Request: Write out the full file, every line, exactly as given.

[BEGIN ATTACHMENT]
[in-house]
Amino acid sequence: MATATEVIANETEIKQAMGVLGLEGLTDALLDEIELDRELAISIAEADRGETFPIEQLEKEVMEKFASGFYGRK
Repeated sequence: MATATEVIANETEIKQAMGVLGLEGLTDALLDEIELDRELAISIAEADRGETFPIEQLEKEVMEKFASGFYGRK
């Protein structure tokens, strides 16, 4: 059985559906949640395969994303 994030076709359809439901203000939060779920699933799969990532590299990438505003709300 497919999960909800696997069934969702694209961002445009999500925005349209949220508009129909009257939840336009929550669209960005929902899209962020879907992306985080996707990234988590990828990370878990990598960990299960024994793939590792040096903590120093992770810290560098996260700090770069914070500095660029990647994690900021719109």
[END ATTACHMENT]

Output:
[in-house]
Amino acid sequence: MATATEVIANETEIKQAMGVLGLEGLTDALLDEIELDRELAISIAEADRGETFPIEQLEKEVMEKFASGFYGRK
Repeated sequence: MATATEVIANETEIKQAMGVLGLEGLTDALLDEIELDRELAISIAEADRGETFPIEQLEKEVMEKFASGFYGRK
């Protein structure tokens, strides 16, 4: 059985559906949640395969994303 994030076709359809439901203000939060779920699933799969990532590299990438505003709300 497919999960909800696997069934969702694209961002445009999500925005349209949220508009129909009257939840336009929550669209960005929902899209962020879907992306985080996707990234988590990828990370878990990598960990299960024994793939590792040096903590120093992770810290560098996260700090770069914070500095660029990647994690900021719109």